Government unveils £65m of support for tenants at risk of eviction



The government has given councils £65m of funding to support tenants in rent arrears.

It will be up to councils to decide how to spend the money, though the payment is likely to be paid directly to the existing landlord, or a new landlord if the money is being used to support a household to find a new home.

The government said it is grateful to landlords for their support and the funding will mean more of them will be able to reach agreements with existing tenants.

Renters in risk of eviction or homelessness during the winter months have been advised to contact their local council for support.

Chris Norris, policy director for the National Residential Landlords Association, said: “We welcome the announcement of this funding and urge local authorities to target it at those tenants most struggling with Covid rent debts.

“It is great news that those households worst hit by Covid related arrears may be able to access financial support. However, £65m does not fully reflect the scale of the problem. NRLA analysis has put the figure of Covid rent debts at over £300m.

“With warnings that rent debts could pose a risk to the economic recovery and the government admitting that many landlords are highly vulnerable to arrears the Chancellor must go further.”

Some 7% of tenants in private rented accommodation were in arrears between April and May 2021.

The £65m has been added to the £310m Homelessness Prevention Grant already provided to councils this year.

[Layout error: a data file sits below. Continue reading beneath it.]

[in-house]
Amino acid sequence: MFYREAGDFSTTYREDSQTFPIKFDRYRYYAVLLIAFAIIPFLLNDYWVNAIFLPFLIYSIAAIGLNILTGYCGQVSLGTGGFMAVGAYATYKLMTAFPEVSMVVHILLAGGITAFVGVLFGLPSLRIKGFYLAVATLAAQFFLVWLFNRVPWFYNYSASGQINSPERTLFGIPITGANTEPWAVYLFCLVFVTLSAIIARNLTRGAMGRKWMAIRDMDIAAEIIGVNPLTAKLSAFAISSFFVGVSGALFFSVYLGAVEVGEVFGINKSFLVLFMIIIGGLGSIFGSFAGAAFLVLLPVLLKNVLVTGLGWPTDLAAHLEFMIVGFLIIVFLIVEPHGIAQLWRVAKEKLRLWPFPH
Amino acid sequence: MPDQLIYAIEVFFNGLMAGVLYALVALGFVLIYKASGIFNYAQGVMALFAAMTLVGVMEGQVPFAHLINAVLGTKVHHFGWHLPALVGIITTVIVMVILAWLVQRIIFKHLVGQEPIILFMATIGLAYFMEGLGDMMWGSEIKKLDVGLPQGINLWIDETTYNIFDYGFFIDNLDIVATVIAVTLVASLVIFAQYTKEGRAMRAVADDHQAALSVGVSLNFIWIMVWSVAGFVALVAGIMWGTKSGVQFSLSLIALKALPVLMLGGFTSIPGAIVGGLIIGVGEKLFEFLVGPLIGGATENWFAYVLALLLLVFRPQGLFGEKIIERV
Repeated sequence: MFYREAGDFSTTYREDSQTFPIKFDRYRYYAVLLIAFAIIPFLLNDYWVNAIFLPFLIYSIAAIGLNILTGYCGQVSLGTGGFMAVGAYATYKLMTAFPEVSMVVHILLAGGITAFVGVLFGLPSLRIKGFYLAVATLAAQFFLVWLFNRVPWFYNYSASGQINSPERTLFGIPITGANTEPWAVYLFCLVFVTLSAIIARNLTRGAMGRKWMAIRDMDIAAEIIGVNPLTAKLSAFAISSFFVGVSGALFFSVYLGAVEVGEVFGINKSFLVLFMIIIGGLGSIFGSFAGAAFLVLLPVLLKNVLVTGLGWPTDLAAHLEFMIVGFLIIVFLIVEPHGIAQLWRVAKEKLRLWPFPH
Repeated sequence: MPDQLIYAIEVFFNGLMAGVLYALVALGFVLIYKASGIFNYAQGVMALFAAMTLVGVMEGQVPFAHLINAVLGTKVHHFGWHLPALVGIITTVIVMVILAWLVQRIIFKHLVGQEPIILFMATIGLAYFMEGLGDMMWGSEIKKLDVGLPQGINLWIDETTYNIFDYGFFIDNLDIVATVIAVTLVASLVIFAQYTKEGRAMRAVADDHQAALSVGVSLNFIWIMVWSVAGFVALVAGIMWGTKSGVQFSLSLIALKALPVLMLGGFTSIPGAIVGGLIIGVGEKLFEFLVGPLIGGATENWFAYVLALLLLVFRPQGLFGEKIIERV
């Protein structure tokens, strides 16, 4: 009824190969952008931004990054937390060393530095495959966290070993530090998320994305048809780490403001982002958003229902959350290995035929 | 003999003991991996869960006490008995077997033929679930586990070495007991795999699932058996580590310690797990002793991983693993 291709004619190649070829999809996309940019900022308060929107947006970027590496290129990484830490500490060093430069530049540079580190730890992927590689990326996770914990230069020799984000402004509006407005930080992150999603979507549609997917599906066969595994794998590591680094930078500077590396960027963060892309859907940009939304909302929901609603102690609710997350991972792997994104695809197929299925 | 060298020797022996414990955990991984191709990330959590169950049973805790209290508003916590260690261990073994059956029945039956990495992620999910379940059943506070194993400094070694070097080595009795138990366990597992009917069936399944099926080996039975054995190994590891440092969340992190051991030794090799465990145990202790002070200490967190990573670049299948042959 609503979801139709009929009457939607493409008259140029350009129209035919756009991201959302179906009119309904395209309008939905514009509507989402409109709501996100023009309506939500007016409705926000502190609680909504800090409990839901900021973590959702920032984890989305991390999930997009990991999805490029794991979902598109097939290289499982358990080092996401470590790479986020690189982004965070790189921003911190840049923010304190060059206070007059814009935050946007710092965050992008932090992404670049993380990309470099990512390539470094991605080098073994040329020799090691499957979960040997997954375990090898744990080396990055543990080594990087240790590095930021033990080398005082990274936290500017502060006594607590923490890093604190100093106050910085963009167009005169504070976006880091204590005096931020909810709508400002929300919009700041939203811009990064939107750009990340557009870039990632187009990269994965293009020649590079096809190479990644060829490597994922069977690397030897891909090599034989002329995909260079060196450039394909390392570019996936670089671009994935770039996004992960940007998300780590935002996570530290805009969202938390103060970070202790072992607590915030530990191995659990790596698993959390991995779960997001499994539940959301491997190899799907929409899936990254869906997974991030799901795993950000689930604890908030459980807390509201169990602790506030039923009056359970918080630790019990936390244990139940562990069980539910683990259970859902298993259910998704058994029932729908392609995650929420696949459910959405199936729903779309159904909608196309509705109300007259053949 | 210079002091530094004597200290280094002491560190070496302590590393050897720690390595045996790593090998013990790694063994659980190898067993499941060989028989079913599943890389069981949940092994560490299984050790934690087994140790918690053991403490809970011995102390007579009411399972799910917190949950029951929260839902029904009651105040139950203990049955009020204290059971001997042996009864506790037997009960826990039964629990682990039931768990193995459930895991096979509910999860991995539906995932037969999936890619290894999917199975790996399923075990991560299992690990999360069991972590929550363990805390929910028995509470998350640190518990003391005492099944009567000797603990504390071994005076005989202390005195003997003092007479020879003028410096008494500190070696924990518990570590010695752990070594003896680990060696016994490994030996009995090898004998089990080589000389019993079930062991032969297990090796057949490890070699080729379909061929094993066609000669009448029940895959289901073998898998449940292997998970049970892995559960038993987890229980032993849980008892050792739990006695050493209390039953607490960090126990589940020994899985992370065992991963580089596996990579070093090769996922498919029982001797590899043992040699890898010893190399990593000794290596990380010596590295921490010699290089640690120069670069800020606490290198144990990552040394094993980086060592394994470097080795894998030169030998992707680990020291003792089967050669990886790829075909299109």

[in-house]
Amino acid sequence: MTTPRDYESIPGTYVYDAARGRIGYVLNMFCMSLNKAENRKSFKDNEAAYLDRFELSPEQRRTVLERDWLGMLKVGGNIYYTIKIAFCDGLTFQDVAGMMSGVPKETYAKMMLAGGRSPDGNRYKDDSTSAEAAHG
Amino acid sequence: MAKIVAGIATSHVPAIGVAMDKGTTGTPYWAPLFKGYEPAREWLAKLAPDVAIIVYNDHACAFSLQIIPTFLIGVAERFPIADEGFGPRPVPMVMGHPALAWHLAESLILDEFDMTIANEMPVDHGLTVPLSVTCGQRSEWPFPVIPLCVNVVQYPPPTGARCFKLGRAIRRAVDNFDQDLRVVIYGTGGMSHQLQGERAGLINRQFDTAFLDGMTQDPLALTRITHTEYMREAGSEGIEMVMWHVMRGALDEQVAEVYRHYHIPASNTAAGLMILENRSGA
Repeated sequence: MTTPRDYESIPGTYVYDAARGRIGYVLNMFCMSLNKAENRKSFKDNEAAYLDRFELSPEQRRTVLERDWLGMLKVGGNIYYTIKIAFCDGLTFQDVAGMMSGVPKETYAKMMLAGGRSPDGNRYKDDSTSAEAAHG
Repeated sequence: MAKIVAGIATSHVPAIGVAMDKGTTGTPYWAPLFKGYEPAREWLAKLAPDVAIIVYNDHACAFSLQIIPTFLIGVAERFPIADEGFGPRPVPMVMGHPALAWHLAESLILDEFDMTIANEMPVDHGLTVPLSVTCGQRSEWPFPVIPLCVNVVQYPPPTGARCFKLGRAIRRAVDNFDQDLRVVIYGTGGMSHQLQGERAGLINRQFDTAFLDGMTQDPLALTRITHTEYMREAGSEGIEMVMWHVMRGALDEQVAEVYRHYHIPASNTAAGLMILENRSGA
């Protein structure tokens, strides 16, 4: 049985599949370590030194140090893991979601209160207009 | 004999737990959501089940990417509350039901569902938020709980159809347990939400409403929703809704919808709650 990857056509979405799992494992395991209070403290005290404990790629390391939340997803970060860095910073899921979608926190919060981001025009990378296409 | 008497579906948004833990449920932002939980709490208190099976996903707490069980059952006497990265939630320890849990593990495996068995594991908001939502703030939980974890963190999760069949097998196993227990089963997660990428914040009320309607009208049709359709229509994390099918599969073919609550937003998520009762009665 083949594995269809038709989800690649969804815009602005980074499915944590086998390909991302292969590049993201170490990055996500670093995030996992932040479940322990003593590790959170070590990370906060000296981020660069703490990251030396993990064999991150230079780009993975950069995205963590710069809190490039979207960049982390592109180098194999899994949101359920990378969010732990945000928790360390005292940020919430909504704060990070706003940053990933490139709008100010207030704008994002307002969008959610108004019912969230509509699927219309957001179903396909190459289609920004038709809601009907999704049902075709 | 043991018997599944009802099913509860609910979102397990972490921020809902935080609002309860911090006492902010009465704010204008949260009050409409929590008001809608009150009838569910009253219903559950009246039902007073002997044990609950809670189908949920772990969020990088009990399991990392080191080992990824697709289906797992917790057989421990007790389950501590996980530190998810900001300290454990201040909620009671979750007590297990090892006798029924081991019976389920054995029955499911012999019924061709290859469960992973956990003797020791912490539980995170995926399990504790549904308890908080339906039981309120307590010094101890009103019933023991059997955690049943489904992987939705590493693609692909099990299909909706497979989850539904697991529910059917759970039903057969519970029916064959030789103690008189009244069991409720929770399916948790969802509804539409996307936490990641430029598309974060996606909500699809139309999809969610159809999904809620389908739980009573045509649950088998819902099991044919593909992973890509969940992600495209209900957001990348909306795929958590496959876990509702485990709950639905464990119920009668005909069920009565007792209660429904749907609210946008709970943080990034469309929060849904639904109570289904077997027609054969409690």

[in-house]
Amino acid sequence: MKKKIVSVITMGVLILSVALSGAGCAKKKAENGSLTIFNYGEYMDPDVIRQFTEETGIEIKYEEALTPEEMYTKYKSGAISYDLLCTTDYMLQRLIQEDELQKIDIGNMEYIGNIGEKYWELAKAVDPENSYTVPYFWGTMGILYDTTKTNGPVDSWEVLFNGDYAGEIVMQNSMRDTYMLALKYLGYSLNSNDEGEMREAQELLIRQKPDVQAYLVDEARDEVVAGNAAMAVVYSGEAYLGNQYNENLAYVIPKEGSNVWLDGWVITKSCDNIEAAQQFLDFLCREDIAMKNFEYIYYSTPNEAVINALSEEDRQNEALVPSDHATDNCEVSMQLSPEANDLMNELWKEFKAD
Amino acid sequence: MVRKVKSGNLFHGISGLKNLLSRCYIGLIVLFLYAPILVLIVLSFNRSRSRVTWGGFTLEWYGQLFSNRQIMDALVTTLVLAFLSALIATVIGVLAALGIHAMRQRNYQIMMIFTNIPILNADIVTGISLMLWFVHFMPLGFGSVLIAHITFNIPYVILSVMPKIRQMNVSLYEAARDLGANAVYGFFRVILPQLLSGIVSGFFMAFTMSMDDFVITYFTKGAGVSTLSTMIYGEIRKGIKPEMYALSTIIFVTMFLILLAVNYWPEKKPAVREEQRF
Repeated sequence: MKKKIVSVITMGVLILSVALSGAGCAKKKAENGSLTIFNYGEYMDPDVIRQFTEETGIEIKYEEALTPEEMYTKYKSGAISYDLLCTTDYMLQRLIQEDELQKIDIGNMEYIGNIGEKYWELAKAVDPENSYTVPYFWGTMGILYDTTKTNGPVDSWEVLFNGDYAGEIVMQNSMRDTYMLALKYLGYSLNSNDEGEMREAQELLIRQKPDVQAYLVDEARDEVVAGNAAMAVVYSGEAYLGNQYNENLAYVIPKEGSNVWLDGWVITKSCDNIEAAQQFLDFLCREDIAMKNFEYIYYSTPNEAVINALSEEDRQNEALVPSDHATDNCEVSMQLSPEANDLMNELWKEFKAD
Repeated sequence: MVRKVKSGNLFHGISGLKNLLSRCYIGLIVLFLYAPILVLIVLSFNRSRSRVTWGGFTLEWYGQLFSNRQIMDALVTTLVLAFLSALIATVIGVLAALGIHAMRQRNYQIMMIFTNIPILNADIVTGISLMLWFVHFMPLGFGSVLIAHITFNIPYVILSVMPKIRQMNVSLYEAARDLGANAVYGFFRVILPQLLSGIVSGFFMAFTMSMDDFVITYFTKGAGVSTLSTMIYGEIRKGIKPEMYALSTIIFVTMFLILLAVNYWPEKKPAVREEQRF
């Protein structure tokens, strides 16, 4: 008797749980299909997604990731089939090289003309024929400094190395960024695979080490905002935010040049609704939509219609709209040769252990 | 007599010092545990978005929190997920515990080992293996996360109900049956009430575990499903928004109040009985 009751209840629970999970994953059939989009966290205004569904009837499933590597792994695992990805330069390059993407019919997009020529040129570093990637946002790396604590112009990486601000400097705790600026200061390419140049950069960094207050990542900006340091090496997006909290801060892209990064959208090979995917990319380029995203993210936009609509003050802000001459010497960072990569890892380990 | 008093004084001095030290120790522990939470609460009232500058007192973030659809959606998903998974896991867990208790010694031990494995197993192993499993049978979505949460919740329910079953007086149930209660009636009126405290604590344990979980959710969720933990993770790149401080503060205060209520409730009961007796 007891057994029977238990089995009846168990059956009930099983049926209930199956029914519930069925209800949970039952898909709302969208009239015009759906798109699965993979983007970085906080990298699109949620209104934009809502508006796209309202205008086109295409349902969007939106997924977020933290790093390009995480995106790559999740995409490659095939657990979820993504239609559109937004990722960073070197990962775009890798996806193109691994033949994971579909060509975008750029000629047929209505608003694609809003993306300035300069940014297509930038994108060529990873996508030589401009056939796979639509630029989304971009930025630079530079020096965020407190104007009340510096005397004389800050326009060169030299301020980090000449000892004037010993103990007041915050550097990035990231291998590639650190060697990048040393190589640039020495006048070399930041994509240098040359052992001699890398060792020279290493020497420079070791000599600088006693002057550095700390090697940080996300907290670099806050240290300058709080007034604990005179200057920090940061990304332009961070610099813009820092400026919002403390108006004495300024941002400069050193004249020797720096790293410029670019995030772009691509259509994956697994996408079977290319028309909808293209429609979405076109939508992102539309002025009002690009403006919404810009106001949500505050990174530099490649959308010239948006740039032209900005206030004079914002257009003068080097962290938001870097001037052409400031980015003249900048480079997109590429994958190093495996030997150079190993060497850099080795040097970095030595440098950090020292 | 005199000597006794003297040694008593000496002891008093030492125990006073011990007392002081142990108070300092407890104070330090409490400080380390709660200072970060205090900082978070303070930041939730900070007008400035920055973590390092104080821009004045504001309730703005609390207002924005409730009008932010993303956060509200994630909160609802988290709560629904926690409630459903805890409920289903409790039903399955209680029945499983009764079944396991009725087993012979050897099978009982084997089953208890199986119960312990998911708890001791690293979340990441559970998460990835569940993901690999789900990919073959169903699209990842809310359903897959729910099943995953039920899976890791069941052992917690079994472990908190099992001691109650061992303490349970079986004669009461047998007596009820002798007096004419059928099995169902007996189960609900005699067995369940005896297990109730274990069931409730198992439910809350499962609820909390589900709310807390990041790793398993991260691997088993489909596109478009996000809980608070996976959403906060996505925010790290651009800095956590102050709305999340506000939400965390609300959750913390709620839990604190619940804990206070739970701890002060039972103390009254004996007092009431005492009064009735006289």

Some £140m is also available through Discretionary Housing Payments, which can also be used to prevent evictions and help people find a new home.

Eddie Hughes MP, minister for rough sleeping and housing, said: “We have taken action throughout the pandemic to support the most vulnerable families, and it is vital we continue to provide support as we enter the winter months.

“This new funding will support families that are struggling and help to get them back on their feet as we begin to recover from the COVID-19 pandemic.”

Tenant charities and campaign groups have responded positively to the news.

Polly Neate, chief executive of Shelter, said: “This news will be a huge relief to renters who face losing their homes as a result of this pandemic. The Covid crisis saw incomes plummet and debts spiral. People have struggled to keep their heads above water, with the protections from the eviction ban and furlough now ended, the threat of homelessness is very real.

“With winter approaching, the government is absolutely right to act to keep people safe in their homes and prevent a wave of evictions and homelessness. For those who can access it, this funding will be a lifeline.”

Alicia Kennedy, director of Generation Rent, said: “Hundreds of thousands of private renters who lost income during the pandemic have fallen into arrears and are still living with the dread that they will be made homeless.

“Generation Rent has long warned the government of the devastating effect that rent debt has on people’s lives, so we welcome this new funding and its recognition of how hard private renters have been hit in the past 18 months.

“It’s a significant step forward that will help keep people in their homes when they would otherwise have been evicted. But with rents rising and Universal Credit cut, we fear it won’t be enough to prevent families hitting crisis point.”

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